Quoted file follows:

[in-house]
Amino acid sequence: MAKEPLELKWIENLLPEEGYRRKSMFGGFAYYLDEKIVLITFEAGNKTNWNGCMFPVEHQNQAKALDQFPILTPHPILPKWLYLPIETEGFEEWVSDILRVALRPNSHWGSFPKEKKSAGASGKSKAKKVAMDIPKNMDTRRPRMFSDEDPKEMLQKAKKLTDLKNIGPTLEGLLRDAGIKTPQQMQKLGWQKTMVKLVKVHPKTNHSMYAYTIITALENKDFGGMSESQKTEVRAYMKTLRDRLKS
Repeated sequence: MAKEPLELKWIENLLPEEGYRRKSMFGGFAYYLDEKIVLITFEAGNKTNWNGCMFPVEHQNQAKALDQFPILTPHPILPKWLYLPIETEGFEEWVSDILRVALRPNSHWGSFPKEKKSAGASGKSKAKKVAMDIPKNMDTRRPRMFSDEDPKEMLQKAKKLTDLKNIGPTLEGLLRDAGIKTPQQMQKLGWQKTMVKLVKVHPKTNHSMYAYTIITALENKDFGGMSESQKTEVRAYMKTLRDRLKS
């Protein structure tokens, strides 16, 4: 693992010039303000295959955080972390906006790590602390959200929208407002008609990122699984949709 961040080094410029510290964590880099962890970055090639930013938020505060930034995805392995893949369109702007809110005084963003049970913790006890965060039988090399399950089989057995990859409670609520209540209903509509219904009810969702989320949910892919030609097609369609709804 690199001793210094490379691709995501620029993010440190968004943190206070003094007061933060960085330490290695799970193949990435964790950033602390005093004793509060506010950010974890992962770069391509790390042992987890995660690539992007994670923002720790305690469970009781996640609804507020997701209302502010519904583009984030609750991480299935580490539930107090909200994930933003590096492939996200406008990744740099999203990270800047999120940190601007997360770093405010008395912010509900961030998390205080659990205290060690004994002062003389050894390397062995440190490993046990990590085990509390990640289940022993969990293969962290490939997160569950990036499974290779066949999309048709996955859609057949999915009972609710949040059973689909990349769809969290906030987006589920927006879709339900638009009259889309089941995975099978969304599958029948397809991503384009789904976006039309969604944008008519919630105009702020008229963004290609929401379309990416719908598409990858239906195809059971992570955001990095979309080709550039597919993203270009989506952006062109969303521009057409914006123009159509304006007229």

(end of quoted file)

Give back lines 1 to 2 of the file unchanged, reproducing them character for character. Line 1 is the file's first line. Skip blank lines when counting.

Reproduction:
[in-house]
Amino acid sequence: MAKEPLELKWIENLLPEEGYRRKSMFGGFAYYLDEKIVLITFEAGNKTNWNGCMFPVEHQNQAKALDQFPILTPHPILPKWLYLPIETEGFEEWVSDILRVALRPNSHWGSFPKEKKSAGASGKSKAKKVAMDIPKNMDTRRPRMFSDEDPKEMLQKAKKLTDLKNIGPTLEGLLRDAGIKTPQQMQKLGWQKTMVKLVKVHPKTNHSMYAYTIITALENKDFGGMSESQKTEVRAYMKTLRDRLKS